I'm not trying to be saucy... And I understand what you are saying. But, what I don't get is how any food can be considered safe, it it can be contaminated from stirring. I ate a small amount and feel guilty. Food poisoning won't hurt the baby, it will just make me sick. I will freeze the majority for my husband and that will be that.

Thanks for all the responses!!
 

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Quote:

Originally Posted by tcooper View Post
As far as bacteria "moving", they don't "jump" or "swim". That is what we use in midwifery to explain why infection isn't likely, since bacteria has to be introduced, it doesn't "swim" up your vagina. Since it sat out overnight, I didn't put a spoon back in it, therefore, how could bacteria have been introduced? Bacteria doesn't climb up the sides of the crockpot. That is what I'm getting at.

If something is cooked "properly", it should kill all bacteria (although someone just told me even 160 degrees doesn't kill everything). Even so, from what some folks are saying, including this response, bacteria can be introduced when you stir. Therefore, the food would be "contaminated". Bacteria can also grow in the refrigerator. How would anything be safe to eat, kwim? Fruits and veg can certainly carry bacteria. And lettuce - remember all the recalls for bagged spinach?

I'm not trying to be saucy... And I understand what you are saying. But, what I don't get is how any food can be considered safe, it it can be contaminated from stirring. I ate a small amount and feel guilty. Food poisoning won't hurt the baby, it will just make me sick. I will freeze the majority for my husband and that will be that.

Thanks for all the responses!!
Food is safe to eat when the majority of the bacteria within the food are killed or removed (via washing). Cooking kills all or the majority of the bacteria, but letting the food sit again at room temperature for a long time allows the possible minority remaining (or the bacteria introduced late in the process and thus not killed during cooking, say via a serving spoon) to start multiplying up to critical mass again.

Most bacteria grow in temperatures between 40F and 140F--many most quickly at/around room temperature. Even a very small number of bacteria can grow up to the numbers needed to cause food poisoning in a few hours at room temperature.

That is why refrigeration is safe for a while: a refrigerator should be set at 40F or below, and the temperature severely retards bacteria growth.
 

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LMAO at the image of bacteria crawling up the sides of your crockpot!! I don't think that they jumped in there either... I think that if it was left out then the conditions are right for them to grow, kwim? Like the small amount that was already in there that our bodies would be able to handle becomes overload and you end up puking for a couple of days.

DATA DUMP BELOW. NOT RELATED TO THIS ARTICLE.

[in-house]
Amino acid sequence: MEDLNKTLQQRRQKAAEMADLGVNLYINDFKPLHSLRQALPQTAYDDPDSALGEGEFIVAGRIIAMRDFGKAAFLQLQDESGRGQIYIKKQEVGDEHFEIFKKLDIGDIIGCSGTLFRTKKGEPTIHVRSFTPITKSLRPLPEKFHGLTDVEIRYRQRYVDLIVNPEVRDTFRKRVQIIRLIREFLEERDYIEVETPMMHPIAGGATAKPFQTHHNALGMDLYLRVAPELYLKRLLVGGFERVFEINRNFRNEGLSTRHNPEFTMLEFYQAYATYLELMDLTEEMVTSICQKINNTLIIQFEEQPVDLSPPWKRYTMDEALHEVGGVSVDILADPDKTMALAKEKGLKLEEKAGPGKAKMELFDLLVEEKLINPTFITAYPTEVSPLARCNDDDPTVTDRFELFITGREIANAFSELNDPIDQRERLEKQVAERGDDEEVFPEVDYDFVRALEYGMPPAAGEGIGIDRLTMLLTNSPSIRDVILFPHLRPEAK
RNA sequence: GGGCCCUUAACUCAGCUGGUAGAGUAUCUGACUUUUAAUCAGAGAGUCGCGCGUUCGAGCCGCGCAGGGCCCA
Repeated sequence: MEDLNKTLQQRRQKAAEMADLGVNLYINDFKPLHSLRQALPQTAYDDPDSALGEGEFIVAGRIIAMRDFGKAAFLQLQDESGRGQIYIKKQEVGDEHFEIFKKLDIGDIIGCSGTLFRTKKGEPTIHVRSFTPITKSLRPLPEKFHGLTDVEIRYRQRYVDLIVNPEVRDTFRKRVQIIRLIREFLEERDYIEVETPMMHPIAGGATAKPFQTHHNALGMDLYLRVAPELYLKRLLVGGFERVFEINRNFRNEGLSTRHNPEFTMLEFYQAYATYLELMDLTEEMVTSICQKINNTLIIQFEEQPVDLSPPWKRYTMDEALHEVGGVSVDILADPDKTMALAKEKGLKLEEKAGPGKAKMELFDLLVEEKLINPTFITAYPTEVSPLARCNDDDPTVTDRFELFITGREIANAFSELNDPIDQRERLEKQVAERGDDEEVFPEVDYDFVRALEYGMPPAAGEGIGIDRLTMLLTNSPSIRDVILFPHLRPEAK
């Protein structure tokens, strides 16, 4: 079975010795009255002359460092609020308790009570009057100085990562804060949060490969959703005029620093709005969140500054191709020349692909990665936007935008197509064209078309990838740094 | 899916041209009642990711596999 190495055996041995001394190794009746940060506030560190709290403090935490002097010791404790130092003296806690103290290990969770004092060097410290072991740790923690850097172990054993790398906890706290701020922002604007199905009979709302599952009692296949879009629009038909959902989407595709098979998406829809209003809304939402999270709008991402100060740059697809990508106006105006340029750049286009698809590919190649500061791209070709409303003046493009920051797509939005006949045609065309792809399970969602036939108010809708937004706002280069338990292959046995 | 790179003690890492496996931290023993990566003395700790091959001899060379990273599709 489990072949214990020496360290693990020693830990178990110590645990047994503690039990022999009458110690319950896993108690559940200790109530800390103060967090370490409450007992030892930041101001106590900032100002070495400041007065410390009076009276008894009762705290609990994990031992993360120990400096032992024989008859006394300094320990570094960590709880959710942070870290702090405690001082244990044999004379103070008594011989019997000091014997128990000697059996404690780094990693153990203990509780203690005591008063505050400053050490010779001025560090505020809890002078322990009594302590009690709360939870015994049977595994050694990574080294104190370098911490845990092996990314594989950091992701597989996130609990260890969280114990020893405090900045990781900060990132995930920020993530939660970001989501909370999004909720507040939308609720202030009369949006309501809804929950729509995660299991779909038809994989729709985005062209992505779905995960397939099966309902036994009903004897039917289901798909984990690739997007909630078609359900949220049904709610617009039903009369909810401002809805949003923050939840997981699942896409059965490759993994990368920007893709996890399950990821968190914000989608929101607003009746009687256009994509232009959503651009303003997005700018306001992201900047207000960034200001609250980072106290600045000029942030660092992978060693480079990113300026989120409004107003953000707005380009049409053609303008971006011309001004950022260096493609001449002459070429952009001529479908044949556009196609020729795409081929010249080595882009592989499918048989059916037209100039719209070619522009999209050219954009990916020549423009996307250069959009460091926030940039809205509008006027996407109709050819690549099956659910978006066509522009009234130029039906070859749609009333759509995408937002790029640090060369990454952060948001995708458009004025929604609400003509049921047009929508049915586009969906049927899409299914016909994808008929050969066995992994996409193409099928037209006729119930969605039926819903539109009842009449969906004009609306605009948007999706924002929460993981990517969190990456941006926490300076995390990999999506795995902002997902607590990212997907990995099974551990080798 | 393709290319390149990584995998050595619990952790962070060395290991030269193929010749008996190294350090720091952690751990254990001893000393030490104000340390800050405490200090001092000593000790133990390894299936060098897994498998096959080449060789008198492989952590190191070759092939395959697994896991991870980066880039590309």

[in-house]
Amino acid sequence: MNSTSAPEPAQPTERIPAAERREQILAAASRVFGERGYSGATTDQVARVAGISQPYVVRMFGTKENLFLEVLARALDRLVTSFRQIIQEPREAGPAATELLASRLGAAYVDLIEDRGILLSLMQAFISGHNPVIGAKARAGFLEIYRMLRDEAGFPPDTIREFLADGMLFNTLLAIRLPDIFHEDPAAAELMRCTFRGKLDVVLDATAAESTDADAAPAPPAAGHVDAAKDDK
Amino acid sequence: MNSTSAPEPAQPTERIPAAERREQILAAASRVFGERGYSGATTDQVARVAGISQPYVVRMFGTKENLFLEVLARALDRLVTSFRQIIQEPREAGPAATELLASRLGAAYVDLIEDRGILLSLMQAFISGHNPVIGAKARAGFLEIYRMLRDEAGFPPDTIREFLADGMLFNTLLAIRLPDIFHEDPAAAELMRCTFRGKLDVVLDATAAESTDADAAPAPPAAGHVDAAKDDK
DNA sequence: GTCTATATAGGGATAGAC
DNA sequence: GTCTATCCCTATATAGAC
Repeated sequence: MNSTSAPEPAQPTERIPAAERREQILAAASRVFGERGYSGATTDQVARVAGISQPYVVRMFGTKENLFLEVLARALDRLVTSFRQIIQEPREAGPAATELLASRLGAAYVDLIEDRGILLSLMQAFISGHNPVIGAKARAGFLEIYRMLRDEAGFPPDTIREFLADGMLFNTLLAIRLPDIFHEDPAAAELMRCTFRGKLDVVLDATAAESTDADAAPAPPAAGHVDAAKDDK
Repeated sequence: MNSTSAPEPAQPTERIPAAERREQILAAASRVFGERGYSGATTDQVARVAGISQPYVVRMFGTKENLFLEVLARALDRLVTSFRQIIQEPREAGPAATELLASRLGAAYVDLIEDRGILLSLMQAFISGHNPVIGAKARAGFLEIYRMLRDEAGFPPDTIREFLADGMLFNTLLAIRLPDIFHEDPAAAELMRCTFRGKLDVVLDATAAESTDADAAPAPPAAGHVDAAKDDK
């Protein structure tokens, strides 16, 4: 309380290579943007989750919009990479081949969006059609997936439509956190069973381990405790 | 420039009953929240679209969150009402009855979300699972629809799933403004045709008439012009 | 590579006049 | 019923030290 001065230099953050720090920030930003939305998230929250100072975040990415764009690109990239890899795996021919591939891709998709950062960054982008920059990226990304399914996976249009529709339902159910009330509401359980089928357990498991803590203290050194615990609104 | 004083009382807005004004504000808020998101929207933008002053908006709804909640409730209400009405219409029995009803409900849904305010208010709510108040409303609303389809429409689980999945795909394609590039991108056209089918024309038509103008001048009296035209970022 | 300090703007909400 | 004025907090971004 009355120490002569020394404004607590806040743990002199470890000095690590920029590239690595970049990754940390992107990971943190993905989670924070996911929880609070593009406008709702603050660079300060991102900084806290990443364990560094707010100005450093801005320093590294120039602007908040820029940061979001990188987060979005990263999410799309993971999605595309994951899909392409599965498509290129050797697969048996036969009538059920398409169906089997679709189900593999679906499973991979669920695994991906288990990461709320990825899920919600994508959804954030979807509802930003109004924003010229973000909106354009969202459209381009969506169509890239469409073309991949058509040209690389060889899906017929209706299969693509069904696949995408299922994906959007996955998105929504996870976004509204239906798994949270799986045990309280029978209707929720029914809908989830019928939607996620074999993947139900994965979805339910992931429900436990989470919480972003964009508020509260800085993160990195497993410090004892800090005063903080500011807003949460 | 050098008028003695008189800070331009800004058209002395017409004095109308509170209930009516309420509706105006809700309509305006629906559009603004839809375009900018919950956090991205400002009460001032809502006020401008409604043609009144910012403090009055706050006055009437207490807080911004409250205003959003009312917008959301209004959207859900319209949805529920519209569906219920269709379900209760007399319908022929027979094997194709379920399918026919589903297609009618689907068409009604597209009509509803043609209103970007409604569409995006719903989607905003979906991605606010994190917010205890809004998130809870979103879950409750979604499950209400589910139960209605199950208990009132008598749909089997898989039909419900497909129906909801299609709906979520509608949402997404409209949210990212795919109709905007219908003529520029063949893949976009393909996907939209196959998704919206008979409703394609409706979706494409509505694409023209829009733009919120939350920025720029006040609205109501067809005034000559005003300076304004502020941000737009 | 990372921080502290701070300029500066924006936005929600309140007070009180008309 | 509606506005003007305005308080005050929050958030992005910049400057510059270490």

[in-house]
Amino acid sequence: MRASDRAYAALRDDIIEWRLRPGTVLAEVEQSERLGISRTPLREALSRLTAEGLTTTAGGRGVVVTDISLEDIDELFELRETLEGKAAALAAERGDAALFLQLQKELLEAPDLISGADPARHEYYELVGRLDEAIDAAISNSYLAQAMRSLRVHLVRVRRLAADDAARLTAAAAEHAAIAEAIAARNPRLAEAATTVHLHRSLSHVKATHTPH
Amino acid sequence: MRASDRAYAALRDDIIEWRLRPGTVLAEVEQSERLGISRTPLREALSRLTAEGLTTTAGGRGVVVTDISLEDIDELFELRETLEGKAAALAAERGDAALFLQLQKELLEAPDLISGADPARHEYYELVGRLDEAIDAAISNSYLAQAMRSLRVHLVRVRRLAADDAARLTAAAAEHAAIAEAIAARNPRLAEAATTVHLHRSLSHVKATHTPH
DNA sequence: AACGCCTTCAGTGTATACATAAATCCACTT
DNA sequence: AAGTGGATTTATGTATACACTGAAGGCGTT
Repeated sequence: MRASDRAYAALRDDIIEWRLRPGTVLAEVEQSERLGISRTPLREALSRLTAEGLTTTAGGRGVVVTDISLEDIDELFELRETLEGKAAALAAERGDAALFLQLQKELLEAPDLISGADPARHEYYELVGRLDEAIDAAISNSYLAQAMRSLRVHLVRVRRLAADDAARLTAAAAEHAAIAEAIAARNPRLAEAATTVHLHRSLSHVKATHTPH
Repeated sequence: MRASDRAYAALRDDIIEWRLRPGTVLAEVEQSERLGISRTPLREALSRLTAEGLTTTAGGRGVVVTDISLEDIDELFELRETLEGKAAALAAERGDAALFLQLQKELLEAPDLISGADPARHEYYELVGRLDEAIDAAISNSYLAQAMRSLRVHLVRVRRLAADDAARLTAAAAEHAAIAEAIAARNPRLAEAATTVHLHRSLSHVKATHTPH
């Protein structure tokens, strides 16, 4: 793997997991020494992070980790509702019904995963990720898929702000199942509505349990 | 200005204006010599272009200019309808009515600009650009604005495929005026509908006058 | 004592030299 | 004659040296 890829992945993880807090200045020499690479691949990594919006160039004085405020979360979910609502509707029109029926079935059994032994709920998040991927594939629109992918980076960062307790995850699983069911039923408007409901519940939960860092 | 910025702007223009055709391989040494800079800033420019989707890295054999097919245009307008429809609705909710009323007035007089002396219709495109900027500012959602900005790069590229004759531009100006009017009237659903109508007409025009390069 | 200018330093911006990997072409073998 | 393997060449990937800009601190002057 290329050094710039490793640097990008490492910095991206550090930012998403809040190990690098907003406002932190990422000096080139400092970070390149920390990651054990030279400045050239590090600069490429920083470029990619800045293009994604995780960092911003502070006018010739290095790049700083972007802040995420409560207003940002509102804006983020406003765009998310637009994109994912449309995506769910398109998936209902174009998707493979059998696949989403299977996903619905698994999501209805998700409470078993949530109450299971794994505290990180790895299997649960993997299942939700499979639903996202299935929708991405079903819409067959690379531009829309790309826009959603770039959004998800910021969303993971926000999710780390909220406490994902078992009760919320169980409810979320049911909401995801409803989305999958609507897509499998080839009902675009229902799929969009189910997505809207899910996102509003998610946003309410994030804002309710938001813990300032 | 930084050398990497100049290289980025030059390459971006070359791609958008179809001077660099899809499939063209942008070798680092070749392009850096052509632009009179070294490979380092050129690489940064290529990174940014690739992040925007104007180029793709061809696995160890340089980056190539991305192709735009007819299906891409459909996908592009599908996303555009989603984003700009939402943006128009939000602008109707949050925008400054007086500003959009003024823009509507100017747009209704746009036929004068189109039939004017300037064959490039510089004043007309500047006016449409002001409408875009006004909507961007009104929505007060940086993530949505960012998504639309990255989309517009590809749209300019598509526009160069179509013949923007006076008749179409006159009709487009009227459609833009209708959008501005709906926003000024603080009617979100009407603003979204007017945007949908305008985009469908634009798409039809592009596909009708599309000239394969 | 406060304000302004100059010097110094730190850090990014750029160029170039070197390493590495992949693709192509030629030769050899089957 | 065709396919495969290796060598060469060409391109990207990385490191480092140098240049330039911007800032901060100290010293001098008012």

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Don't eat that. (ddcc)

Have you ever seen pictures of how quickly bacteria multiply at room temperature. The double at an alarming rate. Google it. It's gross.

And yes, you can reheat it and kill the bacteria, but you can't kill the toxins, and they definately can make you sick.

Refrigeration, as well as leaving food out for a short time, keeps things in the acceptable level, so it's okay to eat. Longer than that and....google the pictures. You'll see what I mean.
 

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My response was not worded well and was obviously taken wrong. I should have said "movable" rather than "moving." I know that (most) bacteria cannot move on their own. But they can move from one place to another in the wind or other currents, and can of course be transported from place to place via other objects.

Sort of off-topic, but some bacteria CAN swim. Certain strains of E. Coli are able to propel themselves.

OP, I don't know why you would freeze it and save it for someone else to eat if you feel guilty eating it, yourself.
 

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Discussion Starter · #15 ·
Quote:

Originally Posted by 2xy View Post

OP, I don't know why you would freeze it and save it for someone else to eat if you feel guilty eating it, yourself.

My husband is a grown man and if he wants to eat it, I'm not going to tell him not to. He said it's fine and has been eating it without incident. There is a LOT of it, so I will freeze it for him to enjoy later. The only reason I feel guilty is because I'm pregnant. If I weren't pregnant, I would be eating it, too.
 

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Not here. I'd throw it out. Lots of stuff grows well at room temp, and you don't want it in your system. Restaurants get major fines or even closed for violations like that.

And the bacteria get in every time you use a serving spoon, or open the lid. They don't have to crawl up the sides (though I LOVE that image!
)